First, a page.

Ever since the discovery and identification of HIV in 1983, scientists have gone through the long and winding road when it comes to making advancements in treatments. HIV is an incurable sexual disease which, if left untreated, can lead to AIDS, a debilitating and lifelong health condition that paralyzes a person’s immune system, making seemingly simple infections such as flu can be hard to fight off. Although scientists have come a long way when it comes to HIV prevention by creating pre- and post-exposure prevention methods like HIV PEP and HIV PrEP, there are still challenges that have yet to be tackled: developing an effective HIV cure and HIV vaccine.
However, hope is on the horizon when it comes to a HIV vaccine because the National Institute of Allergy and Infectious Diseases (NIAID), which is part of the National Institutes of Health (NIH), has commenced a phase 1 clinical trial assessing three experimental HIV vaccines that utilizes the messenger RNA platform, an approved technology applied in particular COVID-19 vaccines. Funded by NIAID, the study will be conducted by the HIV Vaccine Trials Network (HVTN) at Seattle’s Fred Hutchinson Cancer Research Center. On the other hand, these experimental vaccines will be manufactured in collaboration with Massachusetts-based Moderna, who has been reaping success in preventing COVID-19 by producing mRNA vaccines.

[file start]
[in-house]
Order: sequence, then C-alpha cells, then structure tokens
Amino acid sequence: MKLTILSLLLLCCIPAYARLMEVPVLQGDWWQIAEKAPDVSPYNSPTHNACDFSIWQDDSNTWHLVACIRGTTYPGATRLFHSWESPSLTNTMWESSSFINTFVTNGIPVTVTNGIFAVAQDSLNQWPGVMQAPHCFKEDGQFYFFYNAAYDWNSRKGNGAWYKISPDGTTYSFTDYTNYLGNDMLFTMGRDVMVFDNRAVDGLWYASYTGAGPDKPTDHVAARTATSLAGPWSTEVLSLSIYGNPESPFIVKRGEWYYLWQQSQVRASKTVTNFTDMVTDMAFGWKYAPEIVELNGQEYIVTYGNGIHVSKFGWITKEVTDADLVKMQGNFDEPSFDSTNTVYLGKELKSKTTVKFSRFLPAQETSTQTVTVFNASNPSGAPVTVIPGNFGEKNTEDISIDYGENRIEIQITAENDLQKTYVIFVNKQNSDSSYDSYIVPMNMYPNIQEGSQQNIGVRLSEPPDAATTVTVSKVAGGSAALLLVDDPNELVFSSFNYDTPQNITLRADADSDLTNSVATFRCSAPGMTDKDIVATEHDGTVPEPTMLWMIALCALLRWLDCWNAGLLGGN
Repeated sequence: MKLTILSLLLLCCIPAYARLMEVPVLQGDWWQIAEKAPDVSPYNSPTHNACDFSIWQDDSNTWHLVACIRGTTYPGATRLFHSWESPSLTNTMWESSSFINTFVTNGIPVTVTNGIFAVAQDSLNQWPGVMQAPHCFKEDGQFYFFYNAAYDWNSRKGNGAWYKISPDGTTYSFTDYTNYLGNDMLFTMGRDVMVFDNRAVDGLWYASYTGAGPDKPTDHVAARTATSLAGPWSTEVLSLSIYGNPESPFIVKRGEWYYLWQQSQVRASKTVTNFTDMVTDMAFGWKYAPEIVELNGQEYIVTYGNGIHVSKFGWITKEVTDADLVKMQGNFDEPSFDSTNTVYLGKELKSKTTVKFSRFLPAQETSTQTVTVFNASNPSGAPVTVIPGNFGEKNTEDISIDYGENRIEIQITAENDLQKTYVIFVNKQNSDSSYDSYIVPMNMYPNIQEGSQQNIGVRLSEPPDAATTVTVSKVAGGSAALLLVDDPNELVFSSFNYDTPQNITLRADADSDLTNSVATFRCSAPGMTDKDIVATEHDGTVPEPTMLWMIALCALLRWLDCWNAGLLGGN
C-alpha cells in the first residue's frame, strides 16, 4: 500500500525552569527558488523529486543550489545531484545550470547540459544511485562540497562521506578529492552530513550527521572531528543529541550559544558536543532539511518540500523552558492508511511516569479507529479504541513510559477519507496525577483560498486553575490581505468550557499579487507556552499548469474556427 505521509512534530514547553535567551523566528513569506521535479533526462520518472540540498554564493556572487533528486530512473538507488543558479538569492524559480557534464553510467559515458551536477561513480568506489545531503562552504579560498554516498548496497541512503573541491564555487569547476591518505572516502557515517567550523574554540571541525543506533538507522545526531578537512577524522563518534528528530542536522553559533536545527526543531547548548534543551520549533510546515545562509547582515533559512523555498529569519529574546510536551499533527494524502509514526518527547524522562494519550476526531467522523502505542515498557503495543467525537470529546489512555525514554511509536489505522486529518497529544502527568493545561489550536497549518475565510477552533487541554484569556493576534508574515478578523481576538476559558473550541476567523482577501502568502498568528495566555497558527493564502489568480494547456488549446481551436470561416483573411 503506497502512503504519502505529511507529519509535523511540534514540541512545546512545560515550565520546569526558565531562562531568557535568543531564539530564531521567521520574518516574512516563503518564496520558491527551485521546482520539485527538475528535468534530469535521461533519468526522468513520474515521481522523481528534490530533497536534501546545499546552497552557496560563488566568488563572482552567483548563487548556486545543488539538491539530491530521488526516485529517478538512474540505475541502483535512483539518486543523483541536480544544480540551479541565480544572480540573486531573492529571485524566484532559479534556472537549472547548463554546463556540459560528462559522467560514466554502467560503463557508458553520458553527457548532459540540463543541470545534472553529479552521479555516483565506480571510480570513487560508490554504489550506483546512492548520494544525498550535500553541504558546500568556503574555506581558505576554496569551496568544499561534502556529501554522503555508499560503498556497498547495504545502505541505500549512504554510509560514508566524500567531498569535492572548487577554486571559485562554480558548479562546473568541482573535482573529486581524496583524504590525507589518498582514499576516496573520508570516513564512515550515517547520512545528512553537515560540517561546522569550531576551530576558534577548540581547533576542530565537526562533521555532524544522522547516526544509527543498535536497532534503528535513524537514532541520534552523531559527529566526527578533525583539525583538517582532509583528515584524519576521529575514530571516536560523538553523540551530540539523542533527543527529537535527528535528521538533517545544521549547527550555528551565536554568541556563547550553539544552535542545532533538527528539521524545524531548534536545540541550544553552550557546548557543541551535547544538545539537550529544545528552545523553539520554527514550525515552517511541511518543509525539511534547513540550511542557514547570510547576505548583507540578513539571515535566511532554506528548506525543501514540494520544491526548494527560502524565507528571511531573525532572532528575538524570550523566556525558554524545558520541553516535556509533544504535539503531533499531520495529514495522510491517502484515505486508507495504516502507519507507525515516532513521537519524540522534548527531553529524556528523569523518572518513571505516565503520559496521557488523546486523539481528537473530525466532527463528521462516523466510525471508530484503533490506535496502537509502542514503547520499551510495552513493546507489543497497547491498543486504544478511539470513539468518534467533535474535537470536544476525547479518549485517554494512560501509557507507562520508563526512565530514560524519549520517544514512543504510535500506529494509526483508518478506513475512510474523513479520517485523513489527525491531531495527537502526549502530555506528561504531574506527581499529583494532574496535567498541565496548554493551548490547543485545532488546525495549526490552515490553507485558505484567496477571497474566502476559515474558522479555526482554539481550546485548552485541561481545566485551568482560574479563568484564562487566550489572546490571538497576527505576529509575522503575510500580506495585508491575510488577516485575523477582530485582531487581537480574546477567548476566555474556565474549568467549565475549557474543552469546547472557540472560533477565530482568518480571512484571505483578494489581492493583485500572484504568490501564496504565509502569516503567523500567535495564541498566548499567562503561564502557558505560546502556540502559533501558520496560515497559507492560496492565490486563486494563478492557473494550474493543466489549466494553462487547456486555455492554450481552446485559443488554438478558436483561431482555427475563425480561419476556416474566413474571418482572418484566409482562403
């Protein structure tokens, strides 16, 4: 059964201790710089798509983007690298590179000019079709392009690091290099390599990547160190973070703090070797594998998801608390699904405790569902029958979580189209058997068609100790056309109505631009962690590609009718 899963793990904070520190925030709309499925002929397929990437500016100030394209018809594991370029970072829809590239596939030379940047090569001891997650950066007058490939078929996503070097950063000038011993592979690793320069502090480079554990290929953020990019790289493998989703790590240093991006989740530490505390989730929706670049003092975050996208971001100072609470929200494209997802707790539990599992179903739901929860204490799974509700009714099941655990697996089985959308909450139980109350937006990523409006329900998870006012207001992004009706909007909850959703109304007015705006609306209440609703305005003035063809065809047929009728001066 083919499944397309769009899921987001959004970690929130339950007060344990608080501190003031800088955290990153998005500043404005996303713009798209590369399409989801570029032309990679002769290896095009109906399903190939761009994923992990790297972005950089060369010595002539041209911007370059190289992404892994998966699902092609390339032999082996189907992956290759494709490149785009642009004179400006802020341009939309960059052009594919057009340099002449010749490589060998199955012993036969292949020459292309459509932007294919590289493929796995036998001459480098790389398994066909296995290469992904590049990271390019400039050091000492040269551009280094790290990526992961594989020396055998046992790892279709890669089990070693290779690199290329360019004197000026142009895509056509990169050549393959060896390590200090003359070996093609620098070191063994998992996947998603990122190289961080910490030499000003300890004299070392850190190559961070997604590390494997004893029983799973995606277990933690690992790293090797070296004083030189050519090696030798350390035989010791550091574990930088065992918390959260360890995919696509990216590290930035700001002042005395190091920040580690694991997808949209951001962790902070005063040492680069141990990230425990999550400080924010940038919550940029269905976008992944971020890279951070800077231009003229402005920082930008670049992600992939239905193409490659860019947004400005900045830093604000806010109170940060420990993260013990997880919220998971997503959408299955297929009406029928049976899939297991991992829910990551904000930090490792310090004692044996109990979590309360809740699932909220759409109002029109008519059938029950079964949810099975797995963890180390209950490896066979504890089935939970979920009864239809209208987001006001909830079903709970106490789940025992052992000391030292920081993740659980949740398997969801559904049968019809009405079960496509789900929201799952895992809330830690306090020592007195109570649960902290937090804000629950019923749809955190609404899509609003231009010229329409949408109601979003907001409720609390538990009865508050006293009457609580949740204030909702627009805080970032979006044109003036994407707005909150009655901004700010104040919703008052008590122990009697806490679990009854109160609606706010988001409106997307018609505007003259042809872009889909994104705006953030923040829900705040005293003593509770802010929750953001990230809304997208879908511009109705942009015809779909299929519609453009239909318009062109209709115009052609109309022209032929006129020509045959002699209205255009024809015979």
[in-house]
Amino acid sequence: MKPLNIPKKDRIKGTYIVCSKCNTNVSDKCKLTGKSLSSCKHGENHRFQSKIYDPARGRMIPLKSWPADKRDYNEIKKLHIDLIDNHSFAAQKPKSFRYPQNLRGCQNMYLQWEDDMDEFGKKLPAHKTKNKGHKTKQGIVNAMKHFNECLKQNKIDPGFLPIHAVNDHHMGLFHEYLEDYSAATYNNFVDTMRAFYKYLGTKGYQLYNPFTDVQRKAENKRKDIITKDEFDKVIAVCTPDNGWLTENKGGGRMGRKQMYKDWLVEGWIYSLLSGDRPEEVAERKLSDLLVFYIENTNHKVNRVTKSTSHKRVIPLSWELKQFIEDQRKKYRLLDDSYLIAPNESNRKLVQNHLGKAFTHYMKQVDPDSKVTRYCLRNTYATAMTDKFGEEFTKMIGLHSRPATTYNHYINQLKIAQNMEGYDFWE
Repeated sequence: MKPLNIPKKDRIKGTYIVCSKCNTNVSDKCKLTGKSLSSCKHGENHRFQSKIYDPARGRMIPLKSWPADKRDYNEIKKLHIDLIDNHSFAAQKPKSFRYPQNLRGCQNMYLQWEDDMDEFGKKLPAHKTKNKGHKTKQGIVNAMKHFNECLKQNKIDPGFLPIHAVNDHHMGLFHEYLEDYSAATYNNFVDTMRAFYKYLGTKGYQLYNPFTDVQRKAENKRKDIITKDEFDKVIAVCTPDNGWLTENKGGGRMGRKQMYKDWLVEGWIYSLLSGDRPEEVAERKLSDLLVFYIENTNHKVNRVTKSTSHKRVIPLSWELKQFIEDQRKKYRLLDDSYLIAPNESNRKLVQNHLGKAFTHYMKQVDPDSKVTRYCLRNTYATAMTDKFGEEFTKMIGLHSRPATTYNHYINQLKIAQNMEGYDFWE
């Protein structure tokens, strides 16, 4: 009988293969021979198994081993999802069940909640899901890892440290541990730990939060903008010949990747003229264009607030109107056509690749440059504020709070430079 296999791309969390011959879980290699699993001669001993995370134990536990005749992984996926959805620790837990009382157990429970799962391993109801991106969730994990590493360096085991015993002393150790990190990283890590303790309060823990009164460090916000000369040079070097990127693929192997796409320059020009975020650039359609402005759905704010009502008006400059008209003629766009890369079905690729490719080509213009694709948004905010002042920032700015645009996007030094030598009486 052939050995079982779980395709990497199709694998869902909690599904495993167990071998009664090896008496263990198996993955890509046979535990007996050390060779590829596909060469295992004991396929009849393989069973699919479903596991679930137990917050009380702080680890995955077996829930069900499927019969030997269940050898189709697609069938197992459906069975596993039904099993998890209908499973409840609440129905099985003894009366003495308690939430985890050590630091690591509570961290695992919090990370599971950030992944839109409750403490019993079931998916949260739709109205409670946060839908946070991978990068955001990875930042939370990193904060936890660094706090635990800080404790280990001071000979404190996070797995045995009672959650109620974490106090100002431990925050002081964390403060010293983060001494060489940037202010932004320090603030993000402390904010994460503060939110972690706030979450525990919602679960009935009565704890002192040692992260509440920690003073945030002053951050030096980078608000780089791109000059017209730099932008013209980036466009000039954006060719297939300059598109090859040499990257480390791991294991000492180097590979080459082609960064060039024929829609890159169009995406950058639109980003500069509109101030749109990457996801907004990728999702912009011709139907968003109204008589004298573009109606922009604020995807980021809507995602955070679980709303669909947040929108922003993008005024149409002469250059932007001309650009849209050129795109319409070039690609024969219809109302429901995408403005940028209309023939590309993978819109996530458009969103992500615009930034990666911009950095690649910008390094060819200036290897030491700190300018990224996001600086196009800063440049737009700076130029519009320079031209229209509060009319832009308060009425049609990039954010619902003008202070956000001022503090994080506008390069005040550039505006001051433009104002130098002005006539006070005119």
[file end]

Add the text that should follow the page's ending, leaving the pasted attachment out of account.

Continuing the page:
How mRNA HIV vaccines work
The study is called HVTN 302 and will evaluate the safety of three experimental mRNA vaccines, namely the BG505 MD39.3 mRNA, BG505 MD39.3 gp151 mRNA, and BG 505 MD39.3 gp151 CD4KO mRNA. Researchers will also assess if these three vaccines can induce immune responses.
The way an mRNA vaccine works is by sending a piece of genetic material that tells the body to create a protein fragment of a target pathogen (for example, a virus) so that the immune system remembers and recognizes the pathogen in order to mount a response when exposed to that pathogen. The vaccine is designed to induce white blood cells to transform into antibodies that can neutralize HIV. Each of these experimental vaccines is devised to show the spike protein discovered on the surface of HIV that eases entry into human cells. It is important to note that none of the three vaccines can lead to HIV infection. Besides three experimental vaccines, a booster shot is also being studied. This mRNA technology was known to pave the way for the first two licensed COVID-19 vaccines.
Prior to this fresh approach, finding an effective HIV vaccine has proven to be challenging. Stephen Hoge, M.D., president of Moderna, further elaborated that coming up with a vaccine regimen that prompts sustained protective levels of HIV neutralizing antibodies was not easy to attain, but he also believed that mRNA presents an opportunity to weather the challenge. With the launch of this clinical trial, Moderna is taking it up a notch and upping their strategy to use various mRNA encoded native-like HIV trimers and increase the power of their mRNA platform to expedite the invention of a protective HIV vaccine.
Carrying out the mRNA vaccine experiment